Shifting power from countries to corporations in trade negotiations hurts both people and the planet. Will the president’s trade agenda put workers’ rights ahead of profit and plunder?
Your wealth isn’t going to save you from the social collapse you fear. Your only real solution: Bring your wealth home and invest in community resilience to ensure the survival of all.
The data is in: Shared growth, not top-heavy growth, helps the poor. The real income of the bottom 50 percent in America declined by 1 percent between 1978 and 2015, amid a growing U.S. economy.
A veteran executive compensation analyst provides some valuable ammunition for shareholder activists fighting to crack down on America’s excessive executive pay.
The newly created Resist365 is taking aim at the inequality-expanding agenda of the new Trump administration — and in the process inspiring a new generation of progressive leadership.
Ignore all the hyping about Dow 20,000 and other market gyrations. Only the affluent are really benefiting from rising share prices. About 40 percent of all stock belongs to the top 1 percent.
Infrastructure spending should benefit the public good, but Donald Trump’s approach to fixing our roads and bridges benefits wealthy private interests at the expense of the rest of us.
A Connecticut state legislator explains why she’s fighting for fair taxation of hedge fund managers. Her proposed new legislation, part of a regional effort, would ax the notorious carried interest loophole.
An arm of the British agency supposedly devoted to development has invested in luxury hotels and gated communities, all the while funneling profits into the pockets of top executives.
After years of red tape, a homeowner realized the Treasury nominee’s bank was bent on foreclosing on her home.
African-Americans have saved significantly less for retirement than whites, a disparity that reflects the ongoing systemic disadvantages many black wage earners in the United States face.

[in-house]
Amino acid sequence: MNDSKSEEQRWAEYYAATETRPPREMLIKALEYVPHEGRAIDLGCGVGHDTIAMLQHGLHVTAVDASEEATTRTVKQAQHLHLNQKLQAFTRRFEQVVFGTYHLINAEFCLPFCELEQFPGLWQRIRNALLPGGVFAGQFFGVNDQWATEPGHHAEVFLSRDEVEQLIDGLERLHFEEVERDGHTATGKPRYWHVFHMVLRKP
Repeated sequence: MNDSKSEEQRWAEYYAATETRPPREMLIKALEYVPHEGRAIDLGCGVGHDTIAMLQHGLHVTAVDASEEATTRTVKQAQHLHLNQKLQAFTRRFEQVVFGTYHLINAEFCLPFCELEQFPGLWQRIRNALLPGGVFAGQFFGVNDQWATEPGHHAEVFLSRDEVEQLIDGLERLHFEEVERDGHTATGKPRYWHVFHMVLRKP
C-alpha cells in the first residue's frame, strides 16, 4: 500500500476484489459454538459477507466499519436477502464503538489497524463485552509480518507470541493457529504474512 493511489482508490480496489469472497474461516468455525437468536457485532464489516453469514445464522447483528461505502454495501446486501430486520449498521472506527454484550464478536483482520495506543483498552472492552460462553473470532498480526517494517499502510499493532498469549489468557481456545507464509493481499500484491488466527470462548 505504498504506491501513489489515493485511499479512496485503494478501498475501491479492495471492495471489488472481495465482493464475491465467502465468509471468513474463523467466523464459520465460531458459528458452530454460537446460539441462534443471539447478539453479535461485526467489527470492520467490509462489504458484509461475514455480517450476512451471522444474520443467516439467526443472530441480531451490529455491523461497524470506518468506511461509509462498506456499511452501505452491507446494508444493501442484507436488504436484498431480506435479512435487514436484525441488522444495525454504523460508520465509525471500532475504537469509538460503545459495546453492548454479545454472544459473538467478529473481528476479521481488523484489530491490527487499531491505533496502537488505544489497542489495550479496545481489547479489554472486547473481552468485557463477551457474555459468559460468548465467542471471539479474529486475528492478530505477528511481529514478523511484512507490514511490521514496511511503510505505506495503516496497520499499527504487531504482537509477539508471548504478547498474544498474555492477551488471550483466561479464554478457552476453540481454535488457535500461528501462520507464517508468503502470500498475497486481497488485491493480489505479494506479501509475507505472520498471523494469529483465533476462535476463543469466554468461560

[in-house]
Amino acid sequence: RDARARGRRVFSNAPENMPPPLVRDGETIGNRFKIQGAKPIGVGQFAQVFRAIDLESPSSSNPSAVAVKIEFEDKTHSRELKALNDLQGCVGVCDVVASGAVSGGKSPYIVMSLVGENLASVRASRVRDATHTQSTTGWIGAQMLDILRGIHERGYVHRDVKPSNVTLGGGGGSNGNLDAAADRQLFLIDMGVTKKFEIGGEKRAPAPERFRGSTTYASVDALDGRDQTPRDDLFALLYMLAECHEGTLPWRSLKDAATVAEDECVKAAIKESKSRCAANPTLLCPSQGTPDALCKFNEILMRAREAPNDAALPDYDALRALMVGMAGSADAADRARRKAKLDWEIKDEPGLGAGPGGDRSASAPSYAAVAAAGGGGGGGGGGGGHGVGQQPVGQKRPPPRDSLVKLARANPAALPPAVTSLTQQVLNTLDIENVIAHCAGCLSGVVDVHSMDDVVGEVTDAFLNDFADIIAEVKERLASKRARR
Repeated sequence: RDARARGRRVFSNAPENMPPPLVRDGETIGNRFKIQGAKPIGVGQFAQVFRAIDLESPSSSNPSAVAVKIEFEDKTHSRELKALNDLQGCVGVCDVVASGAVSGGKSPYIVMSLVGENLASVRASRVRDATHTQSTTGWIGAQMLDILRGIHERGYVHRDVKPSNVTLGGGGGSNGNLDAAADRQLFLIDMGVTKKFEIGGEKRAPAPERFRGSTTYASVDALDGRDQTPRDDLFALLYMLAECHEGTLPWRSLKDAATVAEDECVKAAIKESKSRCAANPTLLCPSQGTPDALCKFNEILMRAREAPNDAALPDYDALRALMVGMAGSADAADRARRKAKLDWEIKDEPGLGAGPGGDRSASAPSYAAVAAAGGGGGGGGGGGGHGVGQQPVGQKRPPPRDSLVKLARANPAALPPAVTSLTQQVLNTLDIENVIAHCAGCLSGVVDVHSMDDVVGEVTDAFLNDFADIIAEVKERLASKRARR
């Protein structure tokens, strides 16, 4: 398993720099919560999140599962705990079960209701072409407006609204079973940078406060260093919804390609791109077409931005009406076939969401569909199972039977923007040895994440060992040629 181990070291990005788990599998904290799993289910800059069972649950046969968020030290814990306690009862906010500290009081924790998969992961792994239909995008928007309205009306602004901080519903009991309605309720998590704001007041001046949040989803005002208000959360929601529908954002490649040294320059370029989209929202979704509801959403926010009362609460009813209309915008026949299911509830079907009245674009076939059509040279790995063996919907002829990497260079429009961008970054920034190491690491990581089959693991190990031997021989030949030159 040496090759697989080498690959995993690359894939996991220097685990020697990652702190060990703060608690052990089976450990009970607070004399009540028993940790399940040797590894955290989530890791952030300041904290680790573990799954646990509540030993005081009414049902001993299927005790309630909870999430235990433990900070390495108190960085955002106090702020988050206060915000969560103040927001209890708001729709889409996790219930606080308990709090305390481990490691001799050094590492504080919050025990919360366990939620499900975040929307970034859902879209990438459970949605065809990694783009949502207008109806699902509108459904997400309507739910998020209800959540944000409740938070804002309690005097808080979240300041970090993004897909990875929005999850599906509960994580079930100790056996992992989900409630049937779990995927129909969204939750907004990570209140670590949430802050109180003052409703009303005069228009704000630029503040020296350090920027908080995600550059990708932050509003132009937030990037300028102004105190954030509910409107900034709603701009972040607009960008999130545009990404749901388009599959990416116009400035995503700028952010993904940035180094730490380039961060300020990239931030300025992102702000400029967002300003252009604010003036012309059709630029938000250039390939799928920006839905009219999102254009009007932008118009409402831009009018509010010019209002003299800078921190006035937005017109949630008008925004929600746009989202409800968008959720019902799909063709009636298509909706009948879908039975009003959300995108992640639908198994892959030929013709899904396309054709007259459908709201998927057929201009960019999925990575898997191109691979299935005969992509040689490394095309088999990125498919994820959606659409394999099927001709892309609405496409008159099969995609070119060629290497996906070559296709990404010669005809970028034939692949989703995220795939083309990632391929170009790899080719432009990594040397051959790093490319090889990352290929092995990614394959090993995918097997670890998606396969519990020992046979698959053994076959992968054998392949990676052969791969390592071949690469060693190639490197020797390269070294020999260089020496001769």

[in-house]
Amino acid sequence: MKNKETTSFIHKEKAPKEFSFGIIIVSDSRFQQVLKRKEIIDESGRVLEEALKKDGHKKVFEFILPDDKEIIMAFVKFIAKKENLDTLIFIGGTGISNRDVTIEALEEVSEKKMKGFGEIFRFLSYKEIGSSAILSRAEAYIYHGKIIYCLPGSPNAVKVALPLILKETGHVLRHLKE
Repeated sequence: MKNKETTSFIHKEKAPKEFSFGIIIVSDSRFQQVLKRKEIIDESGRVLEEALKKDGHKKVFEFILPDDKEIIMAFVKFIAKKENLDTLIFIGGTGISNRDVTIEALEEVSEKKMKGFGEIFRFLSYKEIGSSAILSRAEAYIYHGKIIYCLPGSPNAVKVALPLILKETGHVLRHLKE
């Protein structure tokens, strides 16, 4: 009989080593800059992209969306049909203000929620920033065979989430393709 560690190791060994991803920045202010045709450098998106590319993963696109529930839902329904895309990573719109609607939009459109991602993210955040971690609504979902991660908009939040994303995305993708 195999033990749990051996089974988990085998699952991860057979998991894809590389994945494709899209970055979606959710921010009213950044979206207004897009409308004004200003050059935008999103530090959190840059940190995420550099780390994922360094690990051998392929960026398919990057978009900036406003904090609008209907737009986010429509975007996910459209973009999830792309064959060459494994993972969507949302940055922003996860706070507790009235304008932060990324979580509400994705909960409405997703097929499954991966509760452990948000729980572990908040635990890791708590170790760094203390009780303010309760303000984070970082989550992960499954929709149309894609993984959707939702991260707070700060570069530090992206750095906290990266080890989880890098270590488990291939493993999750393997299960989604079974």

The banking giant OneWest, under the lucrative management of Donald Trump’s treasury secretary nominee, turned this Nevada homeowner’s American Dream into a nightmare.
Never mind the White House. What many black people still long for is any house at all. More than half of African Americans don’t own their own homes. Federal policies help explain why.
With political and business elites gathering for their annual retreat in Davos, a coalition of international groups is launching a series of efforts to battle the great economic divides these elites foster.
Those who defend extreme inequality by arguing against complete equality are trying to divert our attention from the questions that matter. The New York Times has just handed us another prime example.
Billionaire philanthropists are combining outsized political contributions with the glow of their reputations as selfless doers-of-good. They have the wherewithal to hammer away at pet policies ad infinitum.
Expanding, not cutting, the social safety net remains the key to creating a more just and peaceful society. But safety nets, the evidence shows clearly, wither in deeply unequal nations.
A new Institute for Policy Studies report reveals a wide divide in retirement assets between America’s top CEOs and average Americans. Chalk that gap up to rules rigged against workers.
Sam Polk had a cushy hedge fund job worth potentially hundreds millions of dollars. His new book outlines his rags-to-riches climb — and what happened next.
Activists are pushing for affordable housing in a city where prices have spiked for various reasons, including foreign residents buying luxury second homes.